Massachusetts identity imposters head to New Hampshire to avoid RMV facial recognition

November 5, 2015 - 

A growing number of Massachusetts-based fraudsters are crossing state borders to New Hampshire in an effort to go undetected by the Massachusetts Registry of Motor Vehicles (RMV) facial recognition system that notifies police when applicants attempt to attain multiple driver’s licenses, according to a report by Boston Herald.

New Hampshire State Police has already experienced a rise in arrests this year of driver’s license fraudsters, said Sgt. Andrew Player, who heads up an investigations unit that specializes in RMV fraud.

Sgt. Player said that of the cases of driver’s license fraud it has seen so far, the majority of the imposters are from Massachusetts.

“We’ve had a large uptick this year in identity imposters,” Sgt. Player said. “One of the things the suspects have told us is that they come to New Hampshire because we do not have facial recognition. In Massachusetts the way it works is everyone’s image is retained and compared for commonality. They said they can’t go back three or four times for IDs.”

Some of the suspects are attempting to hide their immigration status, while others are trying to conceal their criminal warrants, Sgt. Player said.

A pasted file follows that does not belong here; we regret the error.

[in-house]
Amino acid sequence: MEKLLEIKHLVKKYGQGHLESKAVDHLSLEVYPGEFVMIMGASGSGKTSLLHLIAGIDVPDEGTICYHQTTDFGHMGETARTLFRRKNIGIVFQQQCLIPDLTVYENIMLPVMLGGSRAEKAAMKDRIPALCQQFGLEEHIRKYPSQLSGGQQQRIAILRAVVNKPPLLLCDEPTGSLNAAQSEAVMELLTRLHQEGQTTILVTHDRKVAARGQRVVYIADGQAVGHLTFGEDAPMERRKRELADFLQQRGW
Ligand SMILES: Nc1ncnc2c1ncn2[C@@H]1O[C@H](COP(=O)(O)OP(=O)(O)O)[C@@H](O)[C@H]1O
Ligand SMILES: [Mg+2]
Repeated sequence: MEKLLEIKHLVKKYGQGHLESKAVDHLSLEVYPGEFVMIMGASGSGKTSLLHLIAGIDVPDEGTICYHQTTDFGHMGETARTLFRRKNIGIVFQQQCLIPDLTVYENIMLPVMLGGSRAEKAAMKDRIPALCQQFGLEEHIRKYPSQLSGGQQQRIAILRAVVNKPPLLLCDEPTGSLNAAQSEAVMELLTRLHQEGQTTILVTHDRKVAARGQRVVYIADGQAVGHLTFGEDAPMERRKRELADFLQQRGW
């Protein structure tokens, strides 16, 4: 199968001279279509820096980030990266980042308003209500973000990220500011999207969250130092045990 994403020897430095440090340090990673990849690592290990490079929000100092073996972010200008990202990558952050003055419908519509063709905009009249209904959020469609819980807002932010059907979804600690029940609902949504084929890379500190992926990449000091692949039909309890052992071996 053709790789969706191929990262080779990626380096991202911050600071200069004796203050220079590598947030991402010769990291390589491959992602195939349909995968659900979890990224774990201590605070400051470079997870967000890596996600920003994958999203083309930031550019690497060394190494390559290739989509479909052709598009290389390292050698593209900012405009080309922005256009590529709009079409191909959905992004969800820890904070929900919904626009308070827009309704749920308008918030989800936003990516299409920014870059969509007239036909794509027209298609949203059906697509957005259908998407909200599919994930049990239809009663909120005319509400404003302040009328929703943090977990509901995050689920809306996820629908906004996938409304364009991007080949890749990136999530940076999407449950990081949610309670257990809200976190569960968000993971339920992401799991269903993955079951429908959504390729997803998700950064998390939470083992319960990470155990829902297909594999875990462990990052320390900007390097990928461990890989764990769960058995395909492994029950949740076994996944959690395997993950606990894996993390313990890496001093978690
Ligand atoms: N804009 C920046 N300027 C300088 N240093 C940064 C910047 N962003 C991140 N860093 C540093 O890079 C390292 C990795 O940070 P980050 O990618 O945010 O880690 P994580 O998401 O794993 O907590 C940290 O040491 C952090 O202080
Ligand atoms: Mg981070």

The Massachusetts Registry of Motor Vehicles used funding from the Department of Homeland Security in 2005 “to introduce facial recognition technology as part of [its] licensing and identification card system,” before “it was officially introduced as part of the standard credential issuance process in September 2006,” said MassDOT spokesman Mike 
Verseckes.

Previously reported, facial recognition software used by Georgia’s Department of Motor Vehicles was unable to differentiate between teenage twin sisters applying for driving permits.

Leave a Comment

comments

About Justin Lee

Justin Lee has been a contributor with Biometric Update since 2014. Previously, he was a staff writer for web hosting magazine and website, theWHIR. For more than a decade, Justin has written for various publications on issues relating to technology, arts and culture, and entertainment. Follow him on Twitter @BiometricJustin.